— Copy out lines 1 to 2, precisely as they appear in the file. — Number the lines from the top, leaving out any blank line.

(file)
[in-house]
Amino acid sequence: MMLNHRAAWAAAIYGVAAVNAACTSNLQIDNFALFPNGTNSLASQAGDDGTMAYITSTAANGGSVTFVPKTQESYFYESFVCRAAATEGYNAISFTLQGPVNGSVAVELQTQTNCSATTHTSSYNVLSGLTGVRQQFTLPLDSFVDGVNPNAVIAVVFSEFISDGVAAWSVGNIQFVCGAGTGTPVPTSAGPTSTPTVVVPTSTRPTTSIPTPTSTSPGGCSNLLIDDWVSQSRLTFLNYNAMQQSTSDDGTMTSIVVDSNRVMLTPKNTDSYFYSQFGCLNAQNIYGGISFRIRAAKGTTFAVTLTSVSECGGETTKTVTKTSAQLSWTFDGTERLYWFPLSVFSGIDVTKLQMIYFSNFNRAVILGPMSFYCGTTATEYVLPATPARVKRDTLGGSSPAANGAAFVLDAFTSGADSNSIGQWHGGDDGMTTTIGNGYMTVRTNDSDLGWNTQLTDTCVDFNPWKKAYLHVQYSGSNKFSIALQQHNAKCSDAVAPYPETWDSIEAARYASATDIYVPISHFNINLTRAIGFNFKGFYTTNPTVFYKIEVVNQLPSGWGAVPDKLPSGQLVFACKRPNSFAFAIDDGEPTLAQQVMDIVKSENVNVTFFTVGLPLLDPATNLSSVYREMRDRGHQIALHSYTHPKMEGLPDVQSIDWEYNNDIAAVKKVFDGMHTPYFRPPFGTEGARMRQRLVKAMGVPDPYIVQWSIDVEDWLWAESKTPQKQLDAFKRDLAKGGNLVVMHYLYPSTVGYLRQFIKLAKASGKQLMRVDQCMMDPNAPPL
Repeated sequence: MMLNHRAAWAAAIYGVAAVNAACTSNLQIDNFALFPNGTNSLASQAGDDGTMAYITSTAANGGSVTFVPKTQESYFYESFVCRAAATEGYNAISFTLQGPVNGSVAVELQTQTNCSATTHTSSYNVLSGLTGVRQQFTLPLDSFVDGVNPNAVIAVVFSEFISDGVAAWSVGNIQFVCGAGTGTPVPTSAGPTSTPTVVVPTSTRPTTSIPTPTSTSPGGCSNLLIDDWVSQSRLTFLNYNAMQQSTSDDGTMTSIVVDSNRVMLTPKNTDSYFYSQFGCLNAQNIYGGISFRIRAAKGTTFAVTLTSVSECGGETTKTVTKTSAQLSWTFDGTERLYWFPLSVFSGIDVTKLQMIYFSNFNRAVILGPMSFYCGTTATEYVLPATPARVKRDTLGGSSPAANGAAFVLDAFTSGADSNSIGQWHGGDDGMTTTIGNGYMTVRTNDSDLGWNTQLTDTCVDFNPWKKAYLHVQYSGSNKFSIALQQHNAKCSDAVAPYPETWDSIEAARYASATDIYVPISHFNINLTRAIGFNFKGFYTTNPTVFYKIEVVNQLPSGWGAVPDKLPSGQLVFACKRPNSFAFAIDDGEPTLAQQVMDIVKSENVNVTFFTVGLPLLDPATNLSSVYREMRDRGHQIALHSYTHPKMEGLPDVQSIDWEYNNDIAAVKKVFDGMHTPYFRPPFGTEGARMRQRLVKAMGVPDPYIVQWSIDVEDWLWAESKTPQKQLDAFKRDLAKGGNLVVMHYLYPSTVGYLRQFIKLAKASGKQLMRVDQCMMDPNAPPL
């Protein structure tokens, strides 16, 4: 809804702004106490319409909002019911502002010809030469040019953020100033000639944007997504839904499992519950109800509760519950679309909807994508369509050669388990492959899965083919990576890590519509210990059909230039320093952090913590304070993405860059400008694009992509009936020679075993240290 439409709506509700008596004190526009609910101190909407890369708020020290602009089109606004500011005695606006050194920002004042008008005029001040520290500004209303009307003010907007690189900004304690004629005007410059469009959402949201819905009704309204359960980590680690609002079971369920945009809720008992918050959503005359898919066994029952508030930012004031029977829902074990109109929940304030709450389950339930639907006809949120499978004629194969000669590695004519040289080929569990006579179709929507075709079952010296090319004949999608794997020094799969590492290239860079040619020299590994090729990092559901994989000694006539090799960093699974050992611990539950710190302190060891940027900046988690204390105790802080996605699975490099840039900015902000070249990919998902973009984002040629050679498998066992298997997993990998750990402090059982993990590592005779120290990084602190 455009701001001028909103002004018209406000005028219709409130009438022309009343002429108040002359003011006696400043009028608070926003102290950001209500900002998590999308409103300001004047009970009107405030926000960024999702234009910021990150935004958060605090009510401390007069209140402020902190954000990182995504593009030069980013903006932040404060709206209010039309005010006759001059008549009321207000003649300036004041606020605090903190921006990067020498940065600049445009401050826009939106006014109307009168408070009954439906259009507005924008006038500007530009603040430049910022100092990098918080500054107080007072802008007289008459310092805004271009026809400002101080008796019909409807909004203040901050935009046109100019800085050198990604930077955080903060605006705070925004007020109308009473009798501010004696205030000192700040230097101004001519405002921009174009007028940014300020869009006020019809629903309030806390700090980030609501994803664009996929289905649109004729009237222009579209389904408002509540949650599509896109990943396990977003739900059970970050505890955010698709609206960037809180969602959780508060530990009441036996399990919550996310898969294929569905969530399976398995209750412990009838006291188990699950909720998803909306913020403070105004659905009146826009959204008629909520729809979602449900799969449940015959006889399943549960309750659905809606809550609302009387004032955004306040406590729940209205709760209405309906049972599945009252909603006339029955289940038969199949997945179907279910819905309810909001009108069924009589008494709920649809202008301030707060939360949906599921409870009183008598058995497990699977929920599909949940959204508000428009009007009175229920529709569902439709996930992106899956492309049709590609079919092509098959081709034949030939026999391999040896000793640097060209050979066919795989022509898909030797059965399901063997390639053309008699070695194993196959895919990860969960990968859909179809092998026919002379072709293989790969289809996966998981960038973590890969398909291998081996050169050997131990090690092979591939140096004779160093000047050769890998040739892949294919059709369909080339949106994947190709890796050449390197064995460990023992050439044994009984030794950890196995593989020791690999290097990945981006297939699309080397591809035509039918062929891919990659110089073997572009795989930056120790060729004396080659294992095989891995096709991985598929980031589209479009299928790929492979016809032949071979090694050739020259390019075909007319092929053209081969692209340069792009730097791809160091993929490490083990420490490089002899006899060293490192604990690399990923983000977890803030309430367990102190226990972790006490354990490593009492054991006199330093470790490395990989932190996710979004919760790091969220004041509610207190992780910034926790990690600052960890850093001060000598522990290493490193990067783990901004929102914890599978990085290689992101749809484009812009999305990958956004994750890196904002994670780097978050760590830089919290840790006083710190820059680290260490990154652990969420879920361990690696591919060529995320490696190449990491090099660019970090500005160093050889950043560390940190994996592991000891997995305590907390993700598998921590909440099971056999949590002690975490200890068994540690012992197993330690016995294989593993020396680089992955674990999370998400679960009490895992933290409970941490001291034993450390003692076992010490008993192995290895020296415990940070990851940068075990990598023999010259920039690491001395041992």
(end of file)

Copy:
[in-house]
Amino acid sequence: MMLNHRAAWAAAIYGVAAVNAACTSNLQIDNFALFPNGTNSLASQAGDDGTMAYITSTAANGGSVTFVPKTQESYFYESFVCRAAATEGYNAISFTLQGPVNGSVAVELQTQTNCSATTHTSSYNVLSGLTGVRQQFTLPLDSFVDGVNPNAVIAVVFSEFISDGVAAWSVGNIQFVCGAGTGTPVPTSAGPTSTPTVVVPTSTRPTTSIPTPTSTSPGGCSNLLIDDWVSQSRLTFLNYNAMQQSTSDDGTMTSIVVDSNRVMLTPKNTDSYFYSQFGCLNAQNIYGGISFRIRAAKGTTFAVTLTSVSECGGETTKTVTKTSAQLSWTFDGTERLYWFPLSVFSGIDVTKLQMIYFSNFNRAVILGPMSFYCGTTATEYVLPATPARVKRDTLGGSSPAANGAAFVLDAFTSGADSNSIGQWHGGDDGMTTTIGNGYMTVRTNDSDLGWNTQLTDTCVDFNPWKKAYLHVQYSGSNKFSIALQQHNAKCSDAVAPYPETWDSIEAARYASATDIYVPISHFNINLTRAIGFNFKGFYTTNPTVFYKIEVVNQLPSGWGAVPDKLPSGQLVFACKRPNSFAFAIDDGEPTLAQQVMDIVKSENVNVTFFTVGLPLLDPATNLSSVYREMRDRGHQIALHSYTHPKMEGLPDVQSIDWEYNNDIAAVKKVFDGMHTPYFRPPFGTEGARMRQRLVKAMGVPDPYIVQWSIDVEDWLWAESKTPQKQLDAFKRDLAKGGNLVVMHYLYPSTVGYLRQFIKLAKASGKQLMRVDQCMMDPNAPPL